HTML and CSS Reference
In-Depth Information
After the media type you add conditions with the keyword and . Each condition is wrapped in parentheses,
and is based on one of the media features listed in Table 17-1 . You specify the feature's value in the same way
as a CSS property by placing it after a colon. For example, the following media query restricts styles to screens
between 401px and 600px wide:
screen and (min-width: 401px) and (max-width: 600px)
All conditions in the query must be true. For example, the preceding query won't work if the display is 700px
wide, even though the minimum width is satisfied.
Some media features don't require a value. To specify a color display, the following is sufficient:
screen and (color)
Similarly, monochrome and grid can be used without a value. However, each condition involving a media
feature must always be enclosed in parentheses.
Hiding Styles from Browsers that Don't Support Media Queries
Although media queries are new to CSS3, the W3C had the foresight to anticipate them more than a decade
earlier when it drew up the HTML 4.01 specification. Browsers expect media types to be presented as a
comma-separated list. The specification says they should truncate the list immediately before the first
nonalphanumeric character that isn't a hyphen.
So, when an old browser sees one of the media queries in the preceding section, it should simply interpret it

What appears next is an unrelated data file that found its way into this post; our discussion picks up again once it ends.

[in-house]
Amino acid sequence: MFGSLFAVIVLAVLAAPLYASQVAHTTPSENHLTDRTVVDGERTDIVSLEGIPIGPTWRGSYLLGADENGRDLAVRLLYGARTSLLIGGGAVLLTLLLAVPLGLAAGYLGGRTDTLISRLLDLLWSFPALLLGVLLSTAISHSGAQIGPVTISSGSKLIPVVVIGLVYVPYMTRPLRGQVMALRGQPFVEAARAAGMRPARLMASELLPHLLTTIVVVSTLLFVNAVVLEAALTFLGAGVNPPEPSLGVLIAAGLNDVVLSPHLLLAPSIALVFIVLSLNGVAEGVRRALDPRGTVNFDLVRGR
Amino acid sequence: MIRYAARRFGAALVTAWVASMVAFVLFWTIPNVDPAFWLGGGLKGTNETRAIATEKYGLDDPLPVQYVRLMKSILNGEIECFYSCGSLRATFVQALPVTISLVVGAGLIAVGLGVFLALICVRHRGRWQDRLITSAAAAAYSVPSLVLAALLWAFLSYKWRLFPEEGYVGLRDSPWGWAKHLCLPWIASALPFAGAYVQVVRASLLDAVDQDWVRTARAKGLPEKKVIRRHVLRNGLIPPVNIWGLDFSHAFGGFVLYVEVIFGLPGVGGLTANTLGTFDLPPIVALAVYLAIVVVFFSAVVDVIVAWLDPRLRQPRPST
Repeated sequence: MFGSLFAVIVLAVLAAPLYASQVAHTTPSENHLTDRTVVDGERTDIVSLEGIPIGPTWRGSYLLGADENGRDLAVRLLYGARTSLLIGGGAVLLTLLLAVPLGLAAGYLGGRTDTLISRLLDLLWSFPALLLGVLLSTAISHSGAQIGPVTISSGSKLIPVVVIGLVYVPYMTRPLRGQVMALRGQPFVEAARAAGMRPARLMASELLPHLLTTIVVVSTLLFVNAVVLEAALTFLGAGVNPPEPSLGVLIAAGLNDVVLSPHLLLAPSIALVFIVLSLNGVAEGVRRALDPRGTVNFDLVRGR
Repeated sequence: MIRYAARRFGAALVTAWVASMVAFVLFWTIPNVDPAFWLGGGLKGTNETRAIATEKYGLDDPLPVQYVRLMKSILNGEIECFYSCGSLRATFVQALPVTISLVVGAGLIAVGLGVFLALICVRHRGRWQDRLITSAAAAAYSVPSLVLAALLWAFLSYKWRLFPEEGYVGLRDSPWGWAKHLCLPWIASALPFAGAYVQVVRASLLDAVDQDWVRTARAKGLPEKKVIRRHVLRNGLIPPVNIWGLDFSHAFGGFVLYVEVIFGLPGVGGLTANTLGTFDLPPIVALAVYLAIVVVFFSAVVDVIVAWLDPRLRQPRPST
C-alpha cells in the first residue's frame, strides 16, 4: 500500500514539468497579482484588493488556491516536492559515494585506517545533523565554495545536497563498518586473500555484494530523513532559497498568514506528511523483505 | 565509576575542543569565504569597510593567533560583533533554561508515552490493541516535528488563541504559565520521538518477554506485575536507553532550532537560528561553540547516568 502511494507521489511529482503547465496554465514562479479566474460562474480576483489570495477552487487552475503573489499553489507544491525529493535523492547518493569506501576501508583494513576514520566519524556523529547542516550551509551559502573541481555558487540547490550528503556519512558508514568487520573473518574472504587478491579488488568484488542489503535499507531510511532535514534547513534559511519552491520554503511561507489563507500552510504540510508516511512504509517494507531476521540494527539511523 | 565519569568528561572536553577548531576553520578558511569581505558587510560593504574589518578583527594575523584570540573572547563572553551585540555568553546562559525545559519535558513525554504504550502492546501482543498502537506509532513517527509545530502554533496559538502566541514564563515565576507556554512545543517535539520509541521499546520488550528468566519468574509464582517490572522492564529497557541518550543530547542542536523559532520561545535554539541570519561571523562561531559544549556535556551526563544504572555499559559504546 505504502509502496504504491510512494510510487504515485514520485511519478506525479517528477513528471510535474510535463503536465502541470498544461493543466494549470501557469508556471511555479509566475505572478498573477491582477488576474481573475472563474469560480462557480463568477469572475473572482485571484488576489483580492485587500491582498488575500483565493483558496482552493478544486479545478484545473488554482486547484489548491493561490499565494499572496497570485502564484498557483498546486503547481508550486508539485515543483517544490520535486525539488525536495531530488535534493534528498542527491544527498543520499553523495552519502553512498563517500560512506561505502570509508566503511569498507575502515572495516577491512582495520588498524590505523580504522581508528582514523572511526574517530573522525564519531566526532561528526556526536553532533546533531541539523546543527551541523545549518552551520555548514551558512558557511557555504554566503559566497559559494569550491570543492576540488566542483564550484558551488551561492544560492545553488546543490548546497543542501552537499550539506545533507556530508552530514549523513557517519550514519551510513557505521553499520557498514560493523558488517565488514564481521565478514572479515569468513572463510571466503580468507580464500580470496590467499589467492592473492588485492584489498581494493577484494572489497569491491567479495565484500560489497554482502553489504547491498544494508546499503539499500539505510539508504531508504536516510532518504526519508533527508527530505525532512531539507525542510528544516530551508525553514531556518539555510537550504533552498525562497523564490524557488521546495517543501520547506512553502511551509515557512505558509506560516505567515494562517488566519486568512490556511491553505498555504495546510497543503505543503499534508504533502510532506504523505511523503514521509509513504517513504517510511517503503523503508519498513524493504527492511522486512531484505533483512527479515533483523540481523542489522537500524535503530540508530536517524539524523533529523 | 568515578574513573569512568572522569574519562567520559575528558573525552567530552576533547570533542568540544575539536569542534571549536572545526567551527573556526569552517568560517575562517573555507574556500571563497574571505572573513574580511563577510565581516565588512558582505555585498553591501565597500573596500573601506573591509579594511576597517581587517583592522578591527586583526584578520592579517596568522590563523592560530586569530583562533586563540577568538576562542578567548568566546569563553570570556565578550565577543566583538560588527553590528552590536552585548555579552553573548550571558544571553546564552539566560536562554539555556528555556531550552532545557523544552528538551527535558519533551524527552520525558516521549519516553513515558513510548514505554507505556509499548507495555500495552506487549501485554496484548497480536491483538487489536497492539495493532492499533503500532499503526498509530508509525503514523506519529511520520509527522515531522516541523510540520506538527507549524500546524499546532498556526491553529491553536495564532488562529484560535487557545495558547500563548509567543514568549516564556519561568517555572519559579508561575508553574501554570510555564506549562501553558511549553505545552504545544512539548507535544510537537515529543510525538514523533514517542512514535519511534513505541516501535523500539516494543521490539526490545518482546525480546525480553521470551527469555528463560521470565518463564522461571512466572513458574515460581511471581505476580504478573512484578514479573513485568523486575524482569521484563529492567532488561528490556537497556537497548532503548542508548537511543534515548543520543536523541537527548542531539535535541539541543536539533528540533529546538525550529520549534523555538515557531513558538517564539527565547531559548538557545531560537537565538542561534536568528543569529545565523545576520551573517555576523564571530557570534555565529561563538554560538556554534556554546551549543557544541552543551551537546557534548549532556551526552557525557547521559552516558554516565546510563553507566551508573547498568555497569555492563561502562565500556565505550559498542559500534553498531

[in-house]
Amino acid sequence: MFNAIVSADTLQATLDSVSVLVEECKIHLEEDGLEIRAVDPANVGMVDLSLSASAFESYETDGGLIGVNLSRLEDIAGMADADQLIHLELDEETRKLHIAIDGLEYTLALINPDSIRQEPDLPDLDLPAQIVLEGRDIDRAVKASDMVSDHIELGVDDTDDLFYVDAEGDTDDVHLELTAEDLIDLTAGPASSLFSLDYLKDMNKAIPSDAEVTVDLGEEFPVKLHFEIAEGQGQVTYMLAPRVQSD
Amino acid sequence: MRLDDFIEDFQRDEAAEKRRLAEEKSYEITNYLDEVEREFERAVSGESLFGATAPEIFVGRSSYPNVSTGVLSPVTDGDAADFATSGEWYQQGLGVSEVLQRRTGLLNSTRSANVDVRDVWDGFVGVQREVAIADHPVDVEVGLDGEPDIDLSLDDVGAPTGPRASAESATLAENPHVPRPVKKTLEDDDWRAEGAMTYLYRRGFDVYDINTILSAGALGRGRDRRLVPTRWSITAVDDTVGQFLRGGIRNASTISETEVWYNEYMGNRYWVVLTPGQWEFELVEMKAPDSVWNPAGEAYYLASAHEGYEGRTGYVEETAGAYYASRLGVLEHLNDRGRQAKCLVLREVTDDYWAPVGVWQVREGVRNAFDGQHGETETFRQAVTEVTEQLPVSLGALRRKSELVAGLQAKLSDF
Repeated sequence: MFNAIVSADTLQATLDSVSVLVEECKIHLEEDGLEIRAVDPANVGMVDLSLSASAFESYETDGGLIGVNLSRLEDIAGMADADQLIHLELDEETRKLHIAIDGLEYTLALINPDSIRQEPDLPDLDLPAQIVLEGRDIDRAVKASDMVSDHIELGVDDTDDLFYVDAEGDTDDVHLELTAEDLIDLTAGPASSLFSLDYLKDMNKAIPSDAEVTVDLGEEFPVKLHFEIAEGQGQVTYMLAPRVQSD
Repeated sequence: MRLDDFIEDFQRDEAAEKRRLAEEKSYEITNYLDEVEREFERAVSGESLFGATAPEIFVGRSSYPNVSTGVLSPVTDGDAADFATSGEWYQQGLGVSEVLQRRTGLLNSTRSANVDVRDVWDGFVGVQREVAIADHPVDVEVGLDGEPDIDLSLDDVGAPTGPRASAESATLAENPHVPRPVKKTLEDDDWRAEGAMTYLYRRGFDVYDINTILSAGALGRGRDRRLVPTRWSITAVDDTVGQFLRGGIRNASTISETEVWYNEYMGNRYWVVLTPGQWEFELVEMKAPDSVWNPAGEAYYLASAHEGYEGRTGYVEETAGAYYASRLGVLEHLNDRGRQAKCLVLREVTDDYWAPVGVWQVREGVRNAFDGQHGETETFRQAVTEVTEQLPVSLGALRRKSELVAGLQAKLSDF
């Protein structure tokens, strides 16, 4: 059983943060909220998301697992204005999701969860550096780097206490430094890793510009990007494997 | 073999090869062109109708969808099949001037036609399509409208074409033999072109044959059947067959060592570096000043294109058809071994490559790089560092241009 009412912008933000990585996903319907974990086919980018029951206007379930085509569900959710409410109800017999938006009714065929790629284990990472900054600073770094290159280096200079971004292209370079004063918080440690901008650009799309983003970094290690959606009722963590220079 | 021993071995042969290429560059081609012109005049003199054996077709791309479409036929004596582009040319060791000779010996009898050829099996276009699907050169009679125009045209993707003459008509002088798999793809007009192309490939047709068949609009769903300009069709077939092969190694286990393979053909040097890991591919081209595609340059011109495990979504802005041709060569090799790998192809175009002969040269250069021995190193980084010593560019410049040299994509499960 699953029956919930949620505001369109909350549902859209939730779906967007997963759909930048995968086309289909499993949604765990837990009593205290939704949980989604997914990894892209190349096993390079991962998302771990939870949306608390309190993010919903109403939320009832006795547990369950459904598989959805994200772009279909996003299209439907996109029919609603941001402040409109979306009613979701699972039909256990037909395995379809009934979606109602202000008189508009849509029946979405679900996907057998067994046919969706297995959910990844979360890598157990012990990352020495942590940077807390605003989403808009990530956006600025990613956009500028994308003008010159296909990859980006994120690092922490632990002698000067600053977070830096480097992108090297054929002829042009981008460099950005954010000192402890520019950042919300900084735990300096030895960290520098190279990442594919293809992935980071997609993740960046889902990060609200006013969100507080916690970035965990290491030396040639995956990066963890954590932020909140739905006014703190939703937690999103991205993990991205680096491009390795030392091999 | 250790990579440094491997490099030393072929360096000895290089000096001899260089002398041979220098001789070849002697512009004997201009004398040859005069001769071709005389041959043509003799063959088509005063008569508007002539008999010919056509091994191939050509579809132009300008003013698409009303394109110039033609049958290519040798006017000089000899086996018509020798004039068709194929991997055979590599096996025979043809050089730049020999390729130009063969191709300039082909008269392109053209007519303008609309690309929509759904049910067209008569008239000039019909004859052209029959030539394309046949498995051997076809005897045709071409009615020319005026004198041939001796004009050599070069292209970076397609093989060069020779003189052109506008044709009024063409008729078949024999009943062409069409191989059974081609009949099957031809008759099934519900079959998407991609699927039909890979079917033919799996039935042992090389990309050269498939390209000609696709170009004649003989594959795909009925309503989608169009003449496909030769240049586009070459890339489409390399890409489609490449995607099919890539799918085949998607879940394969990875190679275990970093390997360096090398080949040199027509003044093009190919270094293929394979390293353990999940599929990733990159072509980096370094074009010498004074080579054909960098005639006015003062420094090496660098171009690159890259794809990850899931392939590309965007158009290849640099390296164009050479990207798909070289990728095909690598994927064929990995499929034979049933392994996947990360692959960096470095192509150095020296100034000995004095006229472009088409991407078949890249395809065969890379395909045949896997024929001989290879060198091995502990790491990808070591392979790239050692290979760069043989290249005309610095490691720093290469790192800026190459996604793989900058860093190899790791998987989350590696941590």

as screen . In other words, it should still apply the styles. Unfortunately, IE 8 and earlier won't play ball. If you add
a media query, older versions of Internet Explorer ignore the styles completely.
However, old versions of other, more standards-compliant browsers might follow the rules and apply the
styles, messing up your design. To hide styles from browsers that don't understand media queries, precede the
media type with the keyword only like this:
only screen and (min-width: 401px) and (max-width: 600px)
A standards-compliant old browser sees only followed by a space, realizes it's not a valid media type, and
ignores the styles. Older versions of Internet Explorer also don't like the look of only . Consequently, the styles
are hidden from all browsers that don't understand media queries. Modern browsers recognize only as part of a
media query and go on to evaluate the conditions.
you can get a lightweight JavaScript polyfill (helper script) that provides basic support for media queries
in iE 6 - 8 from . it supports only min-width and max-width , but that's
frequently all you need.
Specifying Alternative Conditions
There is no or keyword to specify alternatives. Instead, you list alternative queries as a comma-separated list.
For example, the following applies styles to visual displays wider than 769px or printers capable of printing a
minimum of 6 inches wide:
only screen and (min-width: 769px), print and (min-width: 6in)
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